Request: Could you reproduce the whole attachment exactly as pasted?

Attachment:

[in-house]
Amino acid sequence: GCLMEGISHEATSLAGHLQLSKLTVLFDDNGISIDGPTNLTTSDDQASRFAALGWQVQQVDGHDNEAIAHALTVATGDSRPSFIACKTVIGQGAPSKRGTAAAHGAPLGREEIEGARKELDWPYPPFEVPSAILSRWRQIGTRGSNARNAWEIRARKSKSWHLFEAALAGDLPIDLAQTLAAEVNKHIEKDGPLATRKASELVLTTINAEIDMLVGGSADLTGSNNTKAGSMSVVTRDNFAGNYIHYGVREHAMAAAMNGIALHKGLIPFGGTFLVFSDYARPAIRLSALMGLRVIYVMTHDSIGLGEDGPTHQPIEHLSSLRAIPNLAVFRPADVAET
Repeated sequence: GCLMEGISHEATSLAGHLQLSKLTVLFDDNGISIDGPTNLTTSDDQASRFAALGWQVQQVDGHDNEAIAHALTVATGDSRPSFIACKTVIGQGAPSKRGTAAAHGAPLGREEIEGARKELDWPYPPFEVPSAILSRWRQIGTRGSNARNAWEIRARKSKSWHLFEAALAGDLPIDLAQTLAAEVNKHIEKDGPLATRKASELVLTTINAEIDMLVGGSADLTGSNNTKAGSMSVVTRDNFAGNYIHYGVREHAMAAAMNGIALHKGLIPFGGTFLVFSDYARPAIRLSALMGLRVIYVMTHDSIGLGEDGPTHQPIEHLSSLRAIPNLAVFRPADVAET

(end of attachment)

[in-house]
Amino acid sequence: GCLMEGISHEATSLAGHLQLSKLTVLFDDNGISIDGPTNLTTSDDQASRFAALGWQVQQVDGHDNEAIAHALTVATGDSRPSFIACKTVIGQGAPSKRGTAAAHGAPLGREEIEGARKELDWPYPPFEVPSAILSRWRQIGTRGSNARNAWEIRARKSKSWHLFEAALAGDLPIDLAQTLAAEVNKHIEKDGPLATRKASELVLTTINAEIDMLVGGSADLTGSNNTKAGSMSVVTRDNFAGNYIHYGVREHAMAAAMNGIALHKGLIPFGGTFLVFSDYARPAIRLSALMGLRVIYVMTHDSIGLGEDGPTHQPIEHLSSLRAIPNLAVFRPADVAET
Repeated sequence: GCLMEGISHEATSLAGHLQLSKLTVLFDDNGISIDGPTNLTTSDDQASRFAALGWQVQQVDGHDNEAIAHALTVATGDSRPSFIACKTVIGQGAPSKRGTAAAHGAPLGREEIEGARKELDWPYPPFEVPSAILSRWRQIGTRGSNARNAWEIRARKSKSWHLFEAALAGDLPIDLAQTLAAEVNKHIEKDGPLATRKASELVLTTINAEIDMLVGGSADLTGSNNTKAGSMSVVTRDNFAGNYIHYGVREHAMAAAMNGIALHKGLIPFGGTFLVFSDYARPAIRLSALMGLRVIYVMTHDSIGLGEDGPTHQPIEHLSSLRAIPNLAVFRPADVAET